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Bearding in coolish weather but only on my Flow Hive?


#1

We have been enjoying (or not enjoying) cool rainy weather here in the Shenandoah Valley in May. My Flow Hive is sitting on top of my most healthy active hive and it is the only one where the bees are bearding. I am using top entrance. I have six Flow Frames in a from the factory 8 frame size box. Does the Flow Hive warm up faster? Is it just about high humidity?

It almost looks like they are gearing up to swarm but everything I read says it is bearding.

Help


Clumping of bees
#2

The only advice I could offer would be to do a brood inspection if you have a suspicion that the hive could be about to swarm. Some people do weekly checks during swarm season just to make sure the hives aren’t preparing to swarm.


#3

I’m experiencing the same phenomenon here in North Georgia.
The typical pine 10-frame next to the Flow Hive is not exhibiting this behavior.
I am inspecting today to check for any issues but my suspicion is that this is related to heat/humidity and how the Flow Frames may be acting as an insulating layer .
More ventilation may be needed.


#4


Bees staying out in the rain instead of going inside @ 59 degrees.


#5

A propane delivery guy just told me that a customer with a grey tank instead of white registered 140F instead of 80F. Could it simply be that a cedar hive is warmer in the sun than a white box?


#6

Everything I have read suggests that bearding is not a precursor to swarming. This is bearding. Not to suggest that they might also be preparing to swarm on a parallel path. This is the time of year for us for swarming.


#7

The mass and fewer passages of the 6 thicker plastic Flow Hives could also be a factor. Has anyone put in thermometers to test? Hopefully Flow Hive have done their homework on this.


#8

Why? Too crowded and hot inside when no foragers are out and about?


#9

Likely so. I removed the corflute to help cool things a touch.


#10

I don’t have a flow hive so I’m unable to comment on the heat/humidity side of things. The flow frames certainly appear to have less room for ventilation, however the bees are still able to ripen honey, so there must be enough for them.

I wouldn’t suggest that bearding is a precursor to swarming. I’m merely stating that if you have a suspicion yourself, it wouldn’t hurt to take a look anyway. I recently saw a video of a hive with only around 20,000 bees preparing to swarm. good luck with that, cheers


#11

Has anyone done side by side hives; 1 pine vs 1 cedar?

Just wondering since cedar is a natural insect repellent.


#12

Perhaps Tung oil is a factor? Or the thinners that was used. I notice a lot of people are putting their hive together, oiling and putting a colony in within a few weeks.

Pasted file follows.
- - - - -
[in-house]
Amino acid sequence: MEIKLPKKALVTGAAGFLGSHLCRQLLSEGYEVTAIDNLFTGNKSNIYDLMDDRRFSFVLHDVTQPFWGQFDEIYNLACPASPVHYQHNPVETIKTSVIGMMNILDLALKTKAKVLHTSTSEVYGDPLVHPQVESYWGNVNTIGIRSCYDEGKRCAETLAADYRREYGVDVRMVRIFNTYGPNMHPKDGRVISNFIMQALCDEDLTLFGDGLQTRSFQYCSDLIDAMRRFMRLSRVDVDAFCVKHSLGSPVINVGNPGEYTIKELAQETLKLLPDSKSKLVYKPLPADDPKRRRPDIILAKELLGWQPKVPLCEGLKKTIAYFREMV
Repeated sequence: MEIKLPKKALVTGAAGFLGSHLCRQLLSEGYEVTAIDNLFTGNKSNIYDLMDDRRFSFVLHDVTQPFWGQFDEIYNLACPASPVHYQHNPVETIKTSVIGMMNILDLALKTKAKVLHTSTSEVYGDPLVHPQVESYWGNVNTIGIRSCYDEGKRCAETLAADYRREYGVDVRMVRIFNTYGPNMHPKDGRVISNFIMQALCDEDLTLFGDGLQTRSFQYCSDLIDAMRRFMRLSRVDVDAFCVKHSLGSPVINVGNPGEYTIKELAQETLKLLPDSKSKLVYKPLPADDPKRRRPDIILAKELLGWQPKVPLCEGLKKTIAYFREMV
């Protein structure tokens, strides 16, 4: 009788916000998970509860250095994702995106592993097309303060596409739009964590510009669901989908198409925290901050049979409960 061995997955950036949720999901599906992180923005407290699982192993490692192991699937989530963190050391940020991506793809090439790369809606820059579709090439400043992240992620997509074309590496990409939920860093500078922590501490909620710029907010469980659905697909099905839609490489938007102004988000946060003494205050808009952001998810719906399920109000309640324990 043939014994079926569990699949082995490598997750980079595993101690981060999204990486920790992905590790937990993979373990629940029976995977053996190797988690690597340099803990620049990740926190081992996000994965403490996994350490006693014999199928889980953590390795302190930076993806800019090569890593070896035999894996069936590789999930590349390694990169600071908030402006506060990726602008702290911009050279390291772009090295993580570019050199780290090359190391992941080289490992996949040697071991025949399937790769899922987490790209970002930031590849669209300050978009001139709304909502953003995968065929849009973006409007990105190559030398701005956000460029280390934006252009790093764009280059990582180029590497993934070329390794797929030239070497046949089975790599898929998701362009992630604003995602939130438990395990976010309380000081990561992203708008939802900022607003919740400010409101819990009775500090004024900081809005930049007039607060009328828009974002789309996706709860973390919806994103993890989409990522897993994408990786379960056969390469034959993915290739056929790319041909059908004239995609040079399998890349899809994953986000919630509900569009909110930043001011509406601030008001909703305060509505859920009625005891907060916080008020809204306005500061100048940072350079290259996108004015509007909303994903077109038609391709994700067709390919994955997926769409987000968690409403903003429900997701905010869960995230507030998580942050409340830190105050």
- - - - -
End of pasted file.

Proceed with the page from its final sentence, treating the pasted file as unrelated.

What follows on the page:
Tung oil takes about six months to set. Just sayin.


#13

I also had a few bees on the front of the hive. Thought they might be a touch warm so pulled out the corflute halfway and within a few minutes they were all back in. Perhaps they come out so there is more airflow within the hive eg. not too crammed with bees.


#14

not sure why they would congregate on “fresh” tung oil on warmer days.


#15

You are the second person to talk about corflute. I don’t have any in the hive. It is a top entrance hive. Maybe I need to drill some holes at the bottom to allow some updraft? Make them so they can be covered in winter. The really hot weather is months away so this issue could become serious.


#16

The Corflute inspection tray came with the Flow Hive. There is currently no ventilation up top and I have the crown board hole covered with a rapid feeder.


#17

Must be a complete hive. I only got a super with a full six frames. Or did I throw something away?


#18

It is part of the bottom board. It goes under the wire mesh and slides in from the back.
There are two heights at which you can put it.

I have kept mine in as I have a SHB trap on it.


#19

I treated my hives with tung oil and then used them about 2 weeks later and it was fine.


#20

Hi. I am in Ontario, Canada where we’ve had an unseasonably miserable way and cold summer and are now experiencing a very hot September. I have a car flow hive beside a pine 8 frame. Our honey is just starting to town, and the weather is set to be hot for another 2 weeks, so we haven’t harvested.

Suddenly, in the last week days, our bees are bearding like crazy in the flow hive. But the one hive is steady. We did an inspection last week and all was well in both hives.

Am I wrong to assume they flow is hotter/more humid then the line hive?